Unfair prices throughout the EU

Throughout the EU, sellers must list the prices of products clearly enough that you can easily compare similar products and make informed choices, no matter how they are packaged or how many units are sold together.

When advertising or selling products, companies are required by law to clearly state the price you have to pay.

Complete information about the price

The price indicated in an offer must include all taxes and shipping costs. If there are additional costs that cannot be determined in advance, they must also tell you immediately.

When something is advertised as “free”, they cannot force you to pay for anything other than:

  • Reply to ad
  • Pick up the item or have it delivered to you

Easy to compare: price per unit

You should also be able to compare prices between different brands and package sizes, to see, for example, how much you would save if you bought a large package of breakfast cereal instead of a small package.

To do this, the label must not only indicate the sale price, but also the unit price: for example, per kilo or per liter. This information must be understandable, easy to read and easily identifiable.

The rule also applies to all advertising in which the sale price is mentioned.


The following are examples of products to which the unit price rules may not apply, either because it could lead to confusion, or because of the particular nature or use of the product:

  • products sold in vending machines
  • items sold at auctions
  • works of art or antiques.

Misleading claims about price reductions

Claims about price reductions such as ‘was €50, now €25’ can be misleading if the initial sale price has been inflated (known as an ‘anchoring price’).

In all EU countries, when offering a discount, merchants are obliged to indicate the lowest price applied to the item no later than thirty days before the announcement of the price reduction.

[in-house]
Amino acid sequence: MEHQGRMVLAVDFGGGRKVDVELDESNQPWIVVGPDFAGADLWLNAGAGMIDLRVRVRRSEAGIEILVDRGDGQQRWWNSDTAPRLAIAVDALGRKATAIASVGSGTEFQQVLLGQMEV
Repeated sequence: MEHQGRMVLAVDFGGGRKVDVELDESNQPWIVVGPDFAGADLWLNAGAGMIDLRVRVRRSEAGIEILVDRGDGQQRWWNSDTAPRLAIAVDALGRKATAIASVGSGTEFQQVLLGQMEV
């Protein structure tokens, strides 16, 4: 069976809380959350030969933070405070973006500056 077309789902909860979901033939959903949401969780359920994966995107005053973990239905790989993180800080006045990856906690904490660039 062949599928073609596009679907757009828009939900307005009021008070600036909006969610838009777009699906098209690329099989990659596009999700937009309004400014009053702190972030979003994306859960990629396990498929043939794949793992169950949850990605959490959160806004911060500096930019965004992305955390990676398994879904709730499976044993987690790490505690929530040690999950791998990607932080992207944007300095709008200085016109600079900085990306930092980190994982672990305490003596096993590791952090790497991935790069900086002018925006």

As a consumer, this information allows you to assess whether the discount is real or not.

Price discrimination is prohibited

As an EU citizen, a seller cannot charge you more to buy products or services solely because of your nationality or your country of residence. However, some price differences are justified if they are based on objective criteria and not only on nationality.

For example, depending on postage costs, you may pay more for a shipment to one country or another. However, sellers may set different net sales prices depending on outlets, such as shops and websites, or they may direct specific offers only to a certain territory of a Member State.

According to EU rules, all such offers must be accessible to consumers in other EU countries.

However, there is no possible justification for differences in access to goods or services for customers from different EU countries in the following three situations:

  • sale of goods without physical delivery, for example when you buy a product online that you will personally pick up in a store, instead of receiving it at home
  • sale of services provided electronically (excluding content protected by copyright), such as cloud computing services or website hosting
  • sale of services provided in a specific place, for example hotel reservations, car rentals, tickets for amusement parks, etc.

When a seller has several versions of the same website depending on the country, for example an online store that sells products in different EU countries, you must be able to choose which of those versions you want to consult.

You have to give your authorization to be redirected to a country-specific version of the website. You should also be able to modify your choice at any time.

Custom prices

Retailers may use algorithms to track your preferences or online browsing habits and set prices accordingly. The goal is to price items based on what you’d be willing to pay for a particular item. This practice is not illegal, but as a consumer you are entitled to full price transparency.

Under EU rules, merchants are required to inform you if the price is personalized based on automated decisions and profiling of your specific consumer behavior.

Companies are required by law to clearly state the price you have to pay